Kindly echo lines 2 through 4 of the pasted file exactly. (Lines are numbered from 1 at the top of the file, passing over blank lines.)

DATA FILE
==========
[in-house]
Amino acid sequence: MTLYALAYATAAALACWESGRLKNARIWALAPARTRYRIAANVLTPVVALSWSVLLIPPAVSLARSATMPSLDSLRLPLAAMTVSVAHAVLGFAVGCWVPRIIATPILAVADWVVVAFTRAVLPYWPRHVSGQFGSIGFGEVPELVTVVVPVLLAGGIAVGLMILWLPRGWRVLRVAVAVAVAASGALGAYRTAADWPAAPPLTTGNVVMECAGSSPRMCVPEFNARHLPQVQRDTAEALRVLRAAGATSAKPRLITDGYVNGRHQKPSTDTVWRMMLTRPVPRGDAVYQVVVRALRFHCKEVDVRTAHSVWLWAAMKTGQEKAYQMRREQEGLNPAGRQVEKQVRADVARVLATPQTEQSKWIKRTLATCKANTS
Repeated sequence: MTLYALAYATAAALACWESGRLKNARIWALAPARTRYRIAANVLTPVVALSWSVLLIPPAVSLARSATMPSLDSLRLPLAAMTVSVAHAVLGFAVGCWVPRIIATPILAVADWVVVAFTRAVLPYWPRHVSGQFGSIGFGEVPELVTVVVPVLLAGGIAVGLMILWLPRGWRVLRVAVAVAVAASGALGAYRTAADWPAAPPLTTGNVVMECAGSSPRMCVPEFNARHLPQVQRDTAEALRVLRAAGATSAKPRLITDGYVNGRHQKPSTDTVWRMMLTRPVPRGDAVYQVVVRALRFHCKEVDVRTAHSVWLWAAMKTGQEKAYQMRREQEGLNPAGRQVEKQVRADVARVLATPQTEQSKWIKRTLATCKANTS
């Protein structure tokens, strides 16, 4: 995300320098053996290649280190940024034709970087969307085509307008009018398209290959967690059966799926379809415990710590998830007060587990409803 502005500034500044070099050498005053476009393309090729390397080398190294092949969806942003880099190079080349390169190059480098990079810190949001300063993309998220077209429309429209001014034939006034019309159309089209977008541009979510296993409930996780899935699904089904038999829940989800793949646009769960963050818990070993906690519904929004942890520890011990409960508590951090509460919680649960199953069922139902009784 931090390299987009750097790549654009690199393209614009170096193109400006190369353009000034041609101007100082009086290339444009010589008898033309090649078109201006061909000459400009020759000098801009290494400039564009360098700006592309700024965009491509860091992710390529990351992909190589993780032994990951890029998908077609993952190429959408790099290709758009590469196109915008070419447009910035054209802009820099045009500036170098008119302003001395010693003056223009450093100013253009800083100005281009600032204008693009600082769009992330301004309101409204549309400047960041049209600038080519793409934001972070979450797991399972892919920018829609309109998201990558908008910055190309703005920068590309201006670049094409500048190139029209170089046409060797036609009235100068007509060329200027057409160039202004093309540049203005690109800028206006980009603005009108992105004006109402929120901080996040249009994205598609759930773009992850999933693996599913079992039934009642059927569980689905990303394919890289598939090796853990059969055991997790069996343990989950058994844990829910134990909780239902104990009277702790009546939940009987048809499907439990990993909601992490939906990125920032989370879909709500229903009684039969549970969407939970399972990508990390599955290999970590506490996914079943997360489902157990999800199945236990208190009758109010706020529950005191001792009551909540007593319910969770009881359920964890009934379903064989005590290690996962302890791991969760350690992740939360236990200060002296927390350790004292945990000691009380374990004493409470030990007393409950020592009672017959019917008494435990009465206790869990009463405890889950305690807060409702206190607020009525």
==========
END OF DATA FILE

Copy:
Amino acid sequence: MTLYALAYATAAALACWESGRLKNARIWALAPARTRYRIAANVLTPVVALSWSVLLIPPAVSLARSATMPSLDSLRLPLAAMTVSVAHAVLGFAVGCWVPRIIATPILAVADWVVVAFTRAVLPYWPRHVSGQFGSIGFGEVPELVTVVVPVLLAGGIAVGLMILWLPRGWRVLRVAVAVAVAASGALGAYRTAADWPAAPPLTTGNVVMECAGSSPRMCVPEFNARHLPQVQRDTAEALRVLRAAGATSAKPRLITDGYVNGRHQKPSTDTVWRMMLTRPVPRGDAVYQVVVRALRFHCKEVDVRTAHSVWLWAAMKTGQEKAYQMRREQEGLNPAGRQVEKQVRADVARVLATPQTEQSKWIKRTLATCKANTS
Repeated sequence: MTLYALAYATAAALACWESGRLKNARIWALAPARTRYRIAANVLTPVVALSWSVLLIPPAVSLARSATMPSLDSLRLPLAAMTVSVAHAVLGFAVGCWVPRIIATPILAVADWVVVAFTRAVLPYWPRHVSGQFGSIGFGEVPELVTVVVPVLLAGGIAVGLMILWLPRGWRVLRVAVAVAVAASGALGAYRTAADWPAAPPLTTGNVVMECAGSSPRMCVPEFNARHLPQVQRDTAEALRVLRAAGATSAKPRLITDGYVNGRHQKPSTDTVWRMMLTRPVPRGDAVYQVVVRALRFHCKEVDVRTAHSVWLWAAMKTGQEKAYQMRREQEGLNPAGRQVEKQVRADVARVLATPQTEQSKWIKRTLATCKANTS
């Protein structure tokens, strides 16, 4: 995300320098053996290649280190940024034709970087969307085509307008009018398209290959967690059966799926379809415990710590998830007060587990409803 502005500034500044070099050498005053476009393309090729390397080398190294092949969806942003880099190079080349390169190059480098990079810190949001300063993309998220077209429309429209001014034939006034019309159309089209977008541009979510296993409930996780899935699904089904038999829940989800793949646009769960963050818990070993906690519904929004942890520890011990409960508590951090509460919680649960199953069922139902009784 931090390299987009750097790549654009690199393209614009170096193109400006190369353009000034041609101007100082009086290339444009010589008898033309090649078109201006061909000459400009020759000098801009290494400039564009360098700006592309700024965009491509860091992710390529990351992909190589993780032994990951890029998908077609993952190429959408790099290709758009590469196109915008070419447009910035054209802009820099045009500036170098008119302003001395010693003056223009450093100013253009800083100005281009600032204008693009600082769009992330301004309101409204549309400047960041049209600038080519793409934001972070979450797991399972892919920018829609309109998201990558908008910055190309703005920068590309201006670049094409500048190139029209170089046409060797036609009235100068007509060329200027057409160039202004093309540049203005690109800028206006980009603005009108992105004006109402929120901080996040249009994205598609759930773009992850999933693996599913079992039934009642059927569980689905990303394919890289598939090796853990059969055991997790069996343990989950058994844990829910134990909780239902104990009277702790009546939940009987048809499907439990990993909601992490939906990125920032989370879909709500229903009684039969549970969407939970399972990508990390599955290999970590506490996914079943997360489902157990999800199945236990208190009758109010706020529950005191001792009551909540007593319910969770009881359920964890009934379903064989005590290690996962302890791991969760350690992740939360236990200060002296927390350790004292945990000691009380374990004493409470030990007393409950020592009672017959019917008494435990009465206790869990009463405890889950305690807060409702206190607020009525």